On May 7, volunteers from local Boy Scouts and Girl Scouts troops, along with members of St. Paul's Episcopal Church in Marquette, will spend their Saturday morning building a trail at The Nature Conservancy’s Echo Lake Nature Preserve.
As part of St. Paul’s Christian Education Program, “Angels Echoing in the Wind,” the youth ministry asked its members to join them by volunteering to rake the trail, make snacks or just cheer on their work. The young members built a topographical model of the Echo Lake Nature Preserve to help them plan the project.
“We have an opportunity to help create a trail from the road to a high point, atop a mountain where we can feel the wind, reconnect with the ‘better angels of our nature’ and offer our community a path to enjoy views of Echo Lake and Lake Superior in the distance,” said Kayla West, St. Paul’s member and one of the coordinators of the project.
Echo Lake, as well as other open and undeveloped land, provides vital habitat for many species of plants and wildlife to thrive in a natural state. This unique area provides excellent habitat to a diverse range of plant and wildlife species including purple cliff-brake, narrow-leaved gentian, and big-leaf sandwort, plus a variety of nesting neotropical migratory birds (alder flycatcher, black-throated blue and green warbler, and magnolia warbler). The property also contains significant stands of relatively mature northern hardwood/eastern hemlock forest types that offers crucial “thermal cover” for large mammals (white-tailed deer and moose) in harsh Upper Peninsula winters.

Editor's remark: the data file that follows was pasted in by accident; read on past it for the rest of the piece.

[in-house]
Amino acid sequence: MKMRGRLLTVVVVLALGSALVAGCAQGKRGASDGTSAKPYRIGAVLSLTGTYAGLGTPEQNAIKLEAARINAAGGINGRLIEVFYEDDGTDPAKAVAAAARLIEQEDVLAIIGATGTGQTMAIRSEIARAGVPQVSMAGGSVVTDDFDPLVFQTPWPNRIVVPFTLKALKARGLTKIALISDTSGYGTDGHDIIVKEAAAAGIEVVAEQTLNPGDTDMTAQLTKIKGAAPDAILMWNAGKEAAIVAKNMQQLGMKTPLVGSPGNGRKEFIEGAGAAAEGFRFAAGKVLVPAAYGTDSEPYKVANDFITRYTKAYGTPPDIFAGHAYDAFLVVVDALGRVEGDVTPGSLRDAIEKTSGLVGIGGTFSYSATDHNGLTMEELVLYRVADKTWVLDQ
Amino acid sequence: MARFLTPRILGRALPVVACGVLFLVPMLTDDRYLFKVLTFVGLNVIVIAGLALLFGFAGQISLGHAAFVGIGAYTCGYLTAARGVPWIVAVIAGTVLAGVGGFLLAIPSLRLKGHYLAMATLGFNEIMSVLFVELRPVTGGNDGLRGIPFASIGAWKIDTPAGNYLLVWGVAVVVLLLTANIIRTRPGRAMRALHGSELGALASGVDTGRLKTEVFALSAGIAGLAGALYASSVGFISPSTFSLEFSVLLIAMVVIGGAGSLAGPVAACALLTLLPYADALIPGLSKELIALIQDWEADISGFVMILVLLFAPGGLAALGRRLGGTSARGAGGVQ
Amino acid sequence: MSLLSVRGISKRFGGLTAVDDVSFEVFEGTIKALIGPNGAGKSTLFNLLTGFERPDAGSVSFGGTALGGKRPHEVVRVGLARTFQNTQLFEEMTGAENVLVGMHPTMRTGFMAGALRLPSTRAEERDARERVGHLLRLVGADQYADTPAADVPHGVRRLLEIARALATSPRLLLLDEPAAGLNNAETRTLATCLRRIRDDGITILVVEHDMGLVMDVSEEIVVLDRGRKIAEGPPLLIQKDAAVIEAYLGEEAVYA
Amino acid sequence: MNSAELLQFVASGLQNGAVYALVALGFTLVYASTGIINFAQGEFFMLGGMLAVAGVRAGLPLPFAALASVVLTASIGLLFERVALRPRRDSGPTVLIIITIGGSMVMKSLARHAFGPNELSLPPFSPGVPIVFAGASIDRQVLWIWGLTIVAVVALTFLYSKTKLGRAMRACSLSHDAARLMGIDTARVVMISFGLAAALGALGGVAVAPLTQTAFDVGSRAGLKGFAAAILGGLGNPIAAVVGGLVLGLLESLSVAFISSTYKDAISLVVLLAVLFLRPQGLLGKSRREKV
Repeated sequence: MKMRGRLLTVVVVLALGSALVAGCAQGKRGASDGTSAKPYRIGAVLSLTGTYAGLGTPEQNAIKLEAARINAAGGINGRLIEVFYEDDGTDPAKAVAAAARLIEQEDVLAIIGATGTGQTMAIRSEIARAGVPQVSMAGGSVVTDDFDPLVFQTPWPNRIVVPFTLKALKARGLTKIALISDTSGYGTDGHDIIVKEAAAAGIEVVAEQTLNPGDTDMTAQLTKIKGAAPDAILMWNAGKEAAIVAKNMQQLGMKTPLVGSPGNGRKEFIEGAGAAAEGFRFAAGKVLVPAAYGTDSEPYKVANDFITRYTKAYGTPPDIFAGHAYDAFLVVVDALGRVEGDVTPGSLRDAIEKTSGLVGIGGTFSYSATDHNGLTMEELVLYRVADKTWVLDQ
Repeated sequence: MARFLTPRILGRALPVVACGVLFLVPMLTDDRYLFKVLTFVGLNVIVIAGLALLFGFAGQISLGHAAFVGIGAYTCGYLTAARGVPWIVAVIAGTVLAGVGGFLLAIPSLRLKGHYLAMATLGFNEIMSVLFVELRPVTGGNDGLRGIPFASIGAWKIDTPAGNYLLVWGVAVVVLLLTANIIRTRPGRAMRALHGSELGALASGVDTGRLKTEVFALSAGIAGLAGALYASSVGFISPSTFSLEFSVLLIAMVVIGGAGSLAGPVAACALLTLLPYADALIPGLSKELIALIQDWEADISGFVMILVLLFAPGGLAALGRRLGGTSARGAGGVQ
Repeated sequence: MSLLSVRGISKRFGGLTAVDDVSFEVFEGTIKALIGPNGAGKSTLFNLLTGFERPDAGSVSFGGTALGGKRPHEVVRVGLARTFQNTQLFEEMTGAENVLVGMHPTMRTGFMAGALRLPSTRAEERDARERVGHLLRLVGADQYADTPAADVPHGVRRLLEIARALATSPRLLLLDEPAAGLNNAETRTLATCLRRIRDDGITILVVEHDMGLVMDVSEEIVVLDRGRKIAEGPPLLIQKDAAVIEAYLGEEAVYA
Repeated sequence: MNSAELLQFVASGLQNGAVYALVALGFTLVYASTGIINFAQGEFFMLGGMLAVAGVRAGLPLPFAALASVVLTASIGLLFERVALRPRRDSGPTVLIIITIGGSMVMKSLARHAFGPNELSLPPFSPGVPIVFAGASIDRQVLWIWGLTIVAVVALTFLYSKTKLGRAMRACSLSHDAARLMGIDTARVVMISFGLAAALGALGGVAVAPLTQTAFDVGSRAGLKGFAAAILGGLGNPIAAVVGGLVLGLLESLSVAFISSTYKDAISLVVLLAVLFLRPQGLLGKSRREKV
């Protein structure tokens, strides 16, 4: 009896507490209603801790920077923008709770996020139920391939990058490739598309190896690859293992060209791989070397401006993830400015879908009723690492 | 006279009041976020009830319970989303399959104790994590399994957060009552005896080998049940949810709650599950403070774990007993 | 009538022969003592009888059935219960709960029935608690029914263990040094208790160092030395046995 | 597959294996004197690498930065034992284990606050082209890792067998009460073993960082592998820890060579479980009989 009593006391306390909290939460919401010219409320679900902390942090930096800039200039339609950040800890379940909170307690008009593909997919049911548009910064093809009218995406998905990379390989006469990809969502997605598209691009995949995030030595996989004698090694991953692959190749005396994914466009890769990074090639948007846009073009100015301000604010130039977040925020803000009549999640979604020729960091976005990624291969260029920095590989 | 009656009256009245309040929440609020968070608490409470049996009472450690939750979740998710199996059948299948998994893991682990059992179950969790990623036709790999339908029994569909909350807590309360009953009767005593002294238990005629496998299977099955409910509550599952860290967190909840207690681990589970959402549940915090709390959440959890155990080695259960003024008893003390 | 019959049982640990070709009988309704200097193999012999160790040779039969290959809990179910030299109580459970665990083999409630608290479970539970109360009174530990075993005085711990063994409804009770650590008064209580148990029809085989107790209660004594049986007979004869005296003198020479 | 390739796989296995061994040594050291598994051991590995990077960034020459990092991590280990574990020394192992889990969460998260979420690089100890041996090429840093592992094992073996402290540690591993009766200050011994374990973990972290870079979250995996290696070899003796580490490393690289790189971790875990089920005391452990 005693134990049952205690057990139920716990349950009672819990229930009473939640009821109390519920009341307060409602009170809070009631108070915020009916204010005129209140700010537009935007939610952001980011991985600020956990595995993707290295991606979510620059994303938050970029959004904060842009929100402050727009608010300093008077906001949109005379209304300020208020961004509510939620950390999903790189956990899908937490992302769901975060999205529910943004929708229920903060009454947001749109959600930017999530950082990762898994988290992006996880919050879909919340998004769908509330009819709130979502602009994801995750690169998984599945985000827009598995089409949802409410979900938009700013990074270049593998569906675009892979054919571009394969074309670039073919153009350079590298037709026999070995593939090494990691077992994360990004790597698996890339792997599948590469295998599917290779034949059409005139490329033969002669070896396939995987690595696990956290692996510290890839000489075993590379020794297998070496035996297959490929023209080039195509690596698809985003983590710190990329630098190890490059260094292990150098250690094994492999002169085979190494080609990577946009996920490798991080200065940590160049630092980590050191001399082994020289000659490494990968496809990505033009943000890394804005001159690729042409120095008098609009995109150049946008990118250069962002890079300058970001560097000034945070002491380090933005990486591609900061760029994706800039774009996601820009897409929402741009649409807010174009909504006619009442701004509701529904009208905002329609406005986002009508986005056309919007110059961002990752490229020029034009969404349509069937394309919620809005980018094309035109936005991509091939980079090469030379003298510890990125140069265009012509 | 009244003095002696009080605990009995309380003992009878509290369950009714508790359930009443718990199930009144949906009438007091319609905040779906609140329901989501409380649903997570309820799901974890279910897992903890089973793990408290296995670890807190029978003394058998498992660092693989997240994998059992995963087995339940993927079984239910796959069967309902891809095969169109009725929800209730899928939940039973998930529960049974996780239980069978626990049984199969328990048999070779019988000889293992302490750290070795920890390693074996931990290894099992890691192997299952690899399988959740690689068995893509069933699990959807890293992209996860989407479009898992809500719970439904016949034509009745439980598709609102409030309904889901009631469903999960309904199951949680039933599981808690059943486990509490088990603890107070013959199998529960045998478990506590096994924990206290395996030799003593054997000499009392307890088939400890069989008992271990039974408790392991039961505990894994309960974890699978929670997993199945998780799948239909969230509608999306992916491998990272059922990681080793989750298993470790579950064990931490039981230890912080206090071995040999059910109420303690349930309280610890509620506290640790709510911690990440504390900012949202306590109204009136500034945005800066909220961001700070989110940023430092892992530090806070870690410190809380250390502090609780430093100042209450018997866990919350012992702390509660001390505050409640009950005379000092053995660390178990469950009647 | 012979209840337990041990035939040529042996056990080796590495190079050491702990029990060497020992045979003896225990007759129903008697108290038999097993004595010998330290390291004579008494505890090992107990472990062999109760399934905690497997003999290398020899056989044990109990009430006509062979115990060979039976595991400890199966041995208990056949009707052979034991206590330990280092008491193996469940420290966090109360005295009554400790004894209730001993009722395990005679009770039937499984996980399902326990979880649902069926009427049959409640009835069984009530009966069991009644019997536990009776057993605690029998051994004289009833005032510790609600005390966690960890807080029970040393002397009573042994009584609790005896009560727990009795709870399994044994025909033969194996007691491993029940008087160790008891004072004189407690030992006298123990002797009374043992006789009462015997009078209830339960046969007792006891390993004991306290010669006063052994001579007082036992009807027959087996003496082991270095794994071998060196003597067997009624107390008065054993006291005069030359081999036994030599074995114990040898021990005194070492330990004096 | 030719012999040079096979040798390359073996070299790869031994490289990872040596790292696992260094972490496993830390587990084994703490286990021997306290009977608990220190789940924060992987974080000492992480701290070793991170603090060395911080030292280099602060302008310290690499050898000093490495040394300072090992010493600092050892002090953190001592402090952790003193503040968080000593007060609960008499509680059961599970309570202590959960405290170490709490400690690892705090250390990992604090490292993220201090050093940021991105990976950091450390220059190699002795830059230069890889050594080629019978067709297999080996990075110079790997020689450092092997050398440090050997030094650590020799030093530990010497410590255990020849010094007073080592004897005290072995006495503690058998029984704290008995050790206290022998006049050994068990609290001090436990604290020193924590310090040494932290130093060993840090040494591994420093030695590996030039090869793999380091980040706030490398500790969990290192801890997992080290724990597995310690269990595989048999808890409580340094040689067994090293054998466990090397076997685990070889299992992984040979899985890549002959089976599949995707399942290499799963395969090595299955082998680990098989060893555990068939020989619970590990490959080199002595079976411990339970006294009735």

Just minutes from Marquette, this land will be open for foot access and activities such as hiking, snowshoeing, bird watching, carry-in boating and catch-and-release fishing. The new sanctuary was made possible through a land gift from the J.A. Woollam Foundation and will be protected by a conservation easement held by the Michigan Nature Association (MNA), a partner of The Nature Conservancy.
“I am very impressed with all three groups -- by their enthusiasm and work ethic, as well as their appreciation of the environment's importance,” said Tina Hall, director of conservation programs in Michigan for The Nature Conservancy. “It’s nice to see so many young people demonstrate such a tremendous amount of character and conscience.”
St Paul’s Mission is to empower our community to experience a loving, trusting relationship as pilgrims and heralds of the Risen Lord. The organization ministers to diverse people's spiritual, emotional, and physical needs by worshiping and fulfilling stewardship responsibilities.
The Nature Conservancy is a leading conservation organization working around the world to protect ecologically important lands and waters for nature and people. The Conservancy and its more than 1 million members have protected nearly 120 million acres worldwide. Visit The Nature Conservancy on the Web at www.nature.org.
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